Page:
My Jewish neighbor and I went out for coffee the other day and talked about the Torah. As she had been born Catholic, I asked about her 25-year-old conversion to Judaism. In the course of describing the events, she happened to mention that it is the common Jewish practice to deny a Gentile postulant three times before accepting him or her. The rabbis examined my neighbor once, and they said she was not able to become a Jew. She went a second time, and they said no again. On the third petition, the examiners accepted her and never have looked back upon her Gentile origins.
This Jewish practice, hitherto unknown to me, seemed oddly familiar. Isn’t there a place in the Old Testament where a similar “dance” is described? Yes, it is the ratification of the covenant in the time of Joshua (Joshua 24:1-28), and the detail of my Jewish neighbor’s initiation into Judaism supplies a missing piece to a most baffling ritual in Scripture.
The time is about 1400 B.C., and the place is a natural amphitheater situated between Mount Ebal and Mount Gerizim, a perfect setting for a covenant cutting on the brink of full conquest of the Promised Land. Joshua, Moses’ successor, begins by reviewing Israel’s history and God’s faithfulness. It is a lengthy review culminating in the following solemn charge posed to the gathered nation:
“Now therefore fear the LORD and serve him in sincerity and in faithfulness … choose this day whom you will serve. … But as for me and my house, we will serve the LORD.’”
The people responded:
“Far be it from us that we should forsake the LORD to serve other gods. … ’”
This is the right answer, but Joshua gives them a hard time:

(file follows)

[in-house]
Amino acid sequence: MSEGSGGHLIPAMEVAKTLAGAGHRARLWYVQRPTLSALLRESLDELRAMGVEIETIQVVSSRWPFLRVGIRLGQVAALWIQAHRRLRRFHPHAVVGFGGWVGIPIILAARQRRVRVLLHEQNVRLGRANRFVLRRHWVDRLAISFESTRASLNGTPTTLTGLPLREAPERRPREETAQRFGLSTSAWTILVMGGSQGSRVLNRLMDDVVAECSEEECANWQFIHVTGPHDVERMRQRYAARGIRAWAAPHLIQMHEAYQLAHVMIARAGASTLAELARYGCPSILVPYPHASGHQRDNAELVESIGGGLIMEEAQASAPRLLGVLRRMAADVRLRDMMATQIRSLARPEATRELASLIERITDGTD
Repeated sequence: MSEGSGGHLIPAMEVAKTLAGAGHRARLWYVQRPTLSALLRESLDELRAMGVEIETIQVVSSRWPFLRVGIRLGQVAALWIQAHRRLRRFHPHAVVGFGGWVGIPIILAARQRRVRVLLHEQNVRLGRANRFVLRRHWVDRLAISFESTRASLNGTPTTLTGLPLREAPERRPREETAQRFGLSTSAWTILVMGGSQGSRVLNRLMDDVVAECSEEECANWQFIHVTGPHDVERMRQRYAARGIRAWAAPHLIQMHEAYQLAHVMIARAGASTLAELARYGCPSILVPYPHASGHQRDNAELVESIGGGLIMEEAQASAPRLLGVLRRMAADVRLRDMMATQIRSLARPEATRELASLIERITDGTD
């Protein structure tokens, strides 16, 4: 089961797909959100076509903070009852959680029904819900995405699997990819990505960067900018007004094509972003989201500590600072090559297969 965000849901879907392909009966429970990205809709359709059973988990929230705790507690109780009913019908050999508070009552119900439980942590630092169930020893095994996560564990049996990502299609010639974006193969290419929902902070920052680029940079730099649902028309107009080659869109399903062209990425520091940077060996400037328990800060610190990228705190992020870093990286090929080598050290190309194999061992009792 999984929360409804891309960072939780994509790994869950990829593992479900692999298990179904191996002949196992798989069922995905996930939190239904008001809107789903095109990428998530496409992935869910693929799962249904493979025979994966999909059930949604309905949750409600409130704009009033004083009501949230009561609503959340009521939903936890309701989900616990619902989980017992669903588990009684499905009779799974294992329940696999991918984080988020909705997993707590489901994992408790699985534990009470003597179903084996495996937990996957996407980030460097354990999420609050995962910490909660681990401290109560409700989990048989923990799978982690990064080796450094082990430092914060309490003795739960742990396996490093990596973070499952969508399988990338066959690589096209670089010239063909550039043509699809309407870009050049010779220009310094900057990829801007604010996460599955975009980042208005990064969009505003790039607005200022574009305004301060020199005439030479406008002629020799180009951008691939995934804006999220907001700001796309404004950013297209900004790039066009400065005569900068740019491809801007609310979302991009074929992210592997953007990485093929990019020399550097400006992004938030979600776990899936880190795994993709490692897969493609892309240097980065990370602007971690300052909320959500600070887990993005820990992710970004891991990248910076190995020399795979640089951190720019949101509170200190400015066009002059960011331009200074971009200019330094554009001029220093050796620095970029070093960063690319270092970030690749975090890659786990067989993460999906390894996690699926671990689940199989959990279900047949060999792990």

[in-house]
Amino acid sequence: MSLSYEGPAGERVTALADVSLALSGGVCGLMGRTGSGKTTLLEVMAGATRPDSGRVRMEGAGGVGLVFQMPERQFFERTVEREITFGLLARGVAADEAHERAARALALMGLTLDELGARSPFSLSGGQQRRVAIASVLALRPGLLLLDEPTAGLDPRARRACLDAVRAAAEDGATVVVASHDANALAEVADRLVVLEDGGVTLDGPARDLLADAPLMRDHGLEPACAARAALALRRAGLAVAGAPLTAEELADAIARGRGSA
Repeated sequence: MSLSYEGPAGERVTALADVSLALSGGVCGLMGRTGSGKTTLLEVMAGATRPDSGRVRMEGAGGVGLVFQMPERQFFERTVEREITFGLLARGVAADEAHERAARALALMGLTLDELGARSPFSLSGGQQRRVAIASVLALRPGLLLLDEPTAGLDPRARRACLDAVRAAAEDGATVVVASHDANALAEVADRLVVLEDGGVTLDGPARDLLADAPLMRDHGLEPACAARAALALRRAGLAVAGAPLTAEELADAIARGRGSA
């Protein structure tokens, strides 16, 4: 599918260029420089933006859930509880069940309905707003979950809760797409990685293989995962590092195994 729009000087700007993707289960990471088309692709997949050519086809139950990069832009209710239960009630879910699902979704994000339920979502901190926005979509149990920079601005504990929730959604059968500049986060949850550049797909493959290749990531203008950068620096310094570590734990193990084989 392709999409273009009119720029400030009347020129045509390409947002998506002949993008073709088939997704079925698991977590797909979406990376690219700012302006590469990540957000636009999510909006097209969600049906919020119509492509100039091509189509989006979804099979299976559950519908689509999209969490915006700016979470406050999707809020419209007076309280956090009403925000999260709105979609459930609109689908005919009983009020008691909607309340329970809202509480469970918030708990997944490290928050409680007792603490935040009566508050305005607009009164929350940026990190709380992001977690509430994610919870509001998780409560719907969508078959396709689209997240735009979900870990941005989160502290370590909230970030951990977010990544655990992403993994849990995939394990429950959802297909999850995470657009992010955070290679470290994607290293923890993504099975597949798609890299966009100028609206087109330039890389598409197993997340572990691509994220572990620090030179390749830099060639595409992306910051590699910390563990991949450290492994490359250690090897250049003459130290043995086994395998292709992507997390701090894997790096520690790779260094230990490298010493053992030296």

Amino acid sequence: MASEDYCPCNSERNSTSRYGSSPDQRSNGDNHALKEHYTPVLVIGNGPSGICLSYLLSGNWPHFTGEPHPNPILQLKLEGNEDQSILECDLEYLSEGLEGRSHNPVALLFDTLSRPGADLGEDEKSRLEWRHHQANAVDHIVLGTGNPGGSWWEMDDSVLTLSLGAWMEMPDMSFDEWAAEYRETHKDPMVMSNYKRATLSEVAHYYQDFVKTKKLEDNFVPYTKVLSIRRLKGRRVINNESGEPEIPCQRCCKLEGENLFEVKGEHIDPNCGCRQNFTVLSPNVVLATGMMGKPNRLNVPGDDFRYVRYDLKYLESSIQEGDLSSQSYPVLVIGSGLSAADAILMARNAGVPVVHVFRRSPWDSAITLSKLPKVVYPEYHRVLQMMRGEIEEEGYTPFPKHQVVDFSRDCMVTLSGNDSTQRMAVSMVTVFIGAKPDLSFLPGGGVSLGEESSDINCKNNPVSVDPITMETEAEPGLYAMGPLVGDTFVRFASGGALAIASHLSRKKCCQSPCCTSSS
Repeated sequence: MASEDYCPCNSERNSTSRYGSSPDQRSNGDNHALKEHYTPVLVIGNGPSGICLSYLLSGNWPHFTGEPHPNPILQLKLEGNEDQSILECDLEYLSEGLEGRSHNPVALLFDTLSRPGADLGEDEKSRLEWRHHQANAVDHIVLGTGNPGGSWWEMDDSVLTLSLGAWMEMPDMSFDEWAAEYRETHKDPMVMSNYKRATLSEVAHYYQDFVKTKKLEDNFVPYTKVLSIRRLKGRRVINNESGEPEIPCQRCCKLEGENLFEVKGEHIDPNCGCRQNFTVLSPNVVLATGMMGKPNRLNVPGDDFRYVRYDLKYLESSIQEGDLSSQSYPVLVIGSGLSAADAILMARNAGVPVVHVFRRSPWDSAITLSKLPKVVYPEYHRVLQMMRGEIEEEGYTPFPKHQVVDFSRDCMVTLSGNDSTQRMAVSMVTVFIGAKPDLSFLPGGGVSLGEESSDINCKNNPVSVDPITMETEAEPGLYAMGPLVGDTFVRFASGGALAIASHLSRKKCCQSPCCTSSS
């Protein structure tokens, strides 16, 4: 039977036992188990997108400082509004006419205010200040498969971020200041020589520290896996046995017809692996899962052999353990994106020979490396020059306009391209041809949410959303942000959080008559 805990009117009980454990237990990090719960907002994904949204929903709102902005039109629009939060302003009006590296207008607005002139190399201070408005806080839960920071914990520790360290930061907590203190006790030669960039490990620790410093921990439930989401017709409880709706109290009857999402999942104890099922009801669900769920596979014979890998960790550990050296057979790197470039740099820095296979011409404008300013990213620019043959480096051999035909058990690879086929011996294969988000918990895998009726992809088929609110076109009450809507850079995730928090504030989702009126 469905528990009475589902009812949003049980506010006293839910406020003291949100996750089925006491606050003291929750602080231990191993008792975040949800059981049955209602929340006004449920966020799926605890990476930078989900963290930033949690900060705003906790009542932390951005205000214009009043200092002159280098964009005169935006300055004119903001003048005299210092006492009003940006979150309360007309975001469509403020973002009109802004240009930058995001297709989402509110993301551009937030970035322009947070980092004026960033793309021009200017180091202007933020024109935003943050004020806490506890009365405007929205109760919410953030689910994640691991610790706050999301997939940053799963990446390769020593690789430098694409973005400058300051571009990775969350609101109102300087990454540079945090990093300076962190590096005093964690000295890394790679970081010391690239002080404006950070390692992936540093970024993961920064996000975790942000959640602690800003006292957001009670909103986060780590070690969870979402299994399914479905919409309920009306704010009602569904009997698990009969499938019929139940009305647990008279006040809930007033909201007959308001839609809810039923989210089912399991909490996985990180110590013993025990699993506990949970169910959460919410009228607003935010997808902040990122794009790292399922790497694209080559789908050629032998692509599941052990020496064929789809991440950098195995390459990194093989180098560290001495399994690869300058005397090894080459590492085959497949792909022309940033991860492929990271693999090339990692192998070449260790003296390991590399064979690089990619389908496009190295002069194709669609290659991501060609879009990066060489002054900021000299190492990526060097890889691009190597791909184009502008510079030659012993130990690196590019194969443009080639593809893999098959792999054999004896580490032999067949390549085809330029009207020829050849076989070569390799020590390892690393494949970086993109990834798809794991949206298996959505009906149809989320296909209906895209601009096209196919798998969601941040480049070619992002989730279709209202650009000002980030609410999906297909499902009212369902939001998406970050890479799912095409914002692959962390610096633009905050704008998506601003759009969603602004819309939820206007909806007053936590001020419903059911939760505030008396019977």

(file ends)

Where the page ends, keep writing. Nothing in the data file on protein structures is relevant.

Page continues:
“You are not able to serve the LORD, for he is a holy God. He is a jealous God. … ”
Thus comes the first denial or rejection. But the people press into their insistence:
“No, but we will serve the LORD.”
It is Joshua’s turn again and he again seems to try to deter them this second time:
“You are witnesses against yourselves that you have chosen the LORD to serve him.”
The congregation again replies (as Joshua hopes):
“We are witnesses. … The LORD our God we will serve, and his voice we will obey.”
Joshua is pleased with this three-time pledge and affirmation, and the ceremony concludes:
“So Joshua made a covenant with the people that day. … ”
I now understand that Joshua was not trying to dissuade the Israelites from saying they would obey and serve the Lord. Indeed, he got them to say they would three times! What the leader of the people was doing—who himself had, after all, pledged that he and his house would serve the Lord—was making sure the covenant with the Lord was not entered into lightly. And so with us, God desires our yes be yes and our no be no, and we not only say “Lord, Lord,” but also actually do the will of the Father.
The three-time question of Joshua is not for deterrence and not for the purpose of tripping up the people in presumption. If there is any deterrence going on it is to deter frivolousness. Let us come to the Lord, having counted the cost of discipleship to see if we are ready to affirm as heartily the third time as the first time our obedience unto death.